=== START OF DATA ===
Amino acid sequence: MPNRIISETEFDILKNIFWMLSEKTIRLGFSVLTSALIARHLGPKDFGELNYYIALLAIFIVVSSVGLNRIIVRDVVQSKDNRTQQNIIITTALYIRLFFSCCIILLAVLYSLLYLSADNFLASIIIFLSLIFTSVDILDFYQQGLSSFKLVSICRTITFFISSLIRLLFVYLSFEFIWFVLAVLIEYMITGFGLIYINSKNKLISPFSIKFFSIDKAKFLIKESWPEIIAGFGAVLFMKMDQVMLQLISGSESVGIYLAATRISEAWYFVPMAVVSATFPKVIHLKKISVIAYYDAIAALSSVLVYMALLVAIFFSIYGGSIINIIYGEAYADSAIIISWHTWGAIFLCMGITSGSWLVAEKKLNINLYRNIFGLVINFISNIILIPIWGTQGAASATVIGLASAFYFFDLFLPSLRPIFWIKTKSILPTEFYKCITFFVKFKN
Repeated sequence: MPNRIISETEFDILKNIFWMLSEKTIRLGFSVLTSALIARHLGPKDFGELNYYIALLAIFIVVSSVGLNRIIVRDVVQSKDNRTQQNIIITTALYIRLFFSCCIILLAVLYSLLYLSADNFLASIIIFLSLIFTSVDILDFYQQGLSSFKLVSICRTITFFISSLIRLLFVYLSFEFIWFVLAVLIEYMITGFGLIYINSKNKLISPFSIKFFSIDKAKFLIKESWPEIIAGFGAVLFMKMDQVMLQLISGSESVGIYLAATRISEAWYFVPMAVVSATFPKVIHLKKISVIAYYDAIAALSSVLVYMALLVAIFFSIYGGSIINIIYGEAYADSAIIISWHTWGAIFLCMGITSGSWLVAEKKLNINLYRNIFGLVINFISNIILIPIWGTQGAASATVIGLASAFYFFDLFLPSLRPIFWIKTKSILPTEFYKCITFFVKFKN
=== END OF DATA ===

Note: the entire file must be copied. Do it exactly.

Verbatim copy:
Amino acid sequence: MPNRIISETEFDILKNIFWMLSEKTIRLGFSVLTSALIARHLGPKDFGELNYYIALLAIFIVVSSVGLNRIIVRDVVQSKDNRTQQNIIITTALYIRLFFSCCIILLAVLYSLLYLSADNFLASIIIFLSLIFTSVDILDFYQQGLSSFKLVSICRTITFFISSLIRLLFVYLSFEFIWFVLAVLIEYMITGFGLIYINSKNKLISPFSIKFFSIDKAKFLIKESWPEIIAGFGAVLFMKMDQVMLQLISGSESVGIYLAATRISEAWYFVPMAVVSATFPKVIHLKKISVIAYYDAIAALSSVLVYMALLVAIFFSIYGGSIINIIYGEAYADSAIIISWHTWGAIFLCMGITSGSWLVAEKKLNINLYRNIFGLVINFISNIILIPIWGTQGAASATVIGLASAFYFFDLFLPSLRPIFWIKTKSILPTEFYKCITFFVKFKN
Repeated sequence: MPNRIISETEFDILKNIFWMLSEKTIRLGFSVLTSALIARHLGPKDFGELNYYIALLAIFIVVSSVGLNRIIVRDVVQSKDNRTQQNIIITTALYIRLFFSCCIILLAVLYSLLYLSADNFLASIIIFLSLIFTSVDILDFYQQGLSSFKLVSICRTITFFISSLIRLLFVYLSFEFIWFVLAVLIEYMITGFGLIYINSKNKLISPFSIKFFSIDKAKFLIKESWPEIIAGFGAVLFMKMDQVMLQLISGSESVGIYLAATRISEAWYFVPMAVVSATFPKVIHLKKISVIAYYDAIAALSSVLVYMALLVAIFFSIYGGSIINIIYGEAYADSAIIISWHTWGAIFLCMGITSGSWLVAEKKLNINLYRNIFGLVINFISNIILIPIWGTQGAASATVIGLASAFYFFDLFLPSLRPIFWIKTKSILPTEFYKCITFFVKFKN